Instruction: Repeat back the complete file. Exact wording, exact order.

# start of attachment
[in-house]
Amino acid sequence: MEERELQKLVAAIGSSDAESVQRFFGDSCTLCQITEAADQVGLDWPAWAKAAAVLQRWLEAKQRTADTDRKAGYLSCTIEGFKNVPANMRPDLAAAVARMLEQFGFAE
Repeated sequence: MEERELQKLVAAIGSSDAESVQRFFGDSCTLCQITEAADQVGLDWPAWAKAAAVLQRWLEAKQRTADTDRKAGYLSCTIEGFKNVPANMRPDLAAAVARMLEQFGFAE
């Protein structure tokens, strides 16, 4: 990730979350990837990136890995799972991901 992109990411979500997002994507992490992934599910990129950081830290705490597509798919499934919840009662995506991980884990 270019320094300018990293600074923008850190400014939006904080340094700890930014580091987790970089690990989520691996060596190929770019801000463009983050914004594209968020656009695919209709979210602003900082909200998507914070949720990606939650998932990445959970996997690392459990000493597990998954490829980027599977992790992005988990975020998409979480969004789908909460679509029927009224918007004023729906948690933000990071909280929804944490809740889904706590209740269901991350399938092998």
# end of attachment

[in-house]
Amino acid sequence: MEERELQKLVAAIGSSDAESVQRFFGDSCTLCQITEAADQVGLDWPAWAKAAAVLQRWLEAKQRTADTDRKAGYLSCTIEGFKNVPANMRPDLAAAVARMLEQFGFAE
Repeated sequence: MEERELQKLVAAIGSSDAESVQRFFGDSCTLCQITEAADQVGLDWPAWAKAAAVLQRWLEAKQRTADTDRKAGYLSCTIEGFKNVPANMRPDLAAAVARMLEQFGFAE
């Protein structure tokens, strides 16, 4: 990730979350990837990136890995799972991901 992109990411979500997002994507992490992934599910990129950081830290705490597509798919499934919840009662995506991980884990 270019320094300018990293600074923008850190400014939006904080340094700890930014580091987790970089690990989520691996060596190929770019801000463009983050914004594209968020656009695919209709979210602003900082909200998507914070949720990606939650998932990445959970996997690392459990000493597990998954490829980027599977992790992005988990975020998409979480969004789908909460679509029927009224918007004023729906948690933000990071909280929804944490809740889904706590209740269901991350399938092998």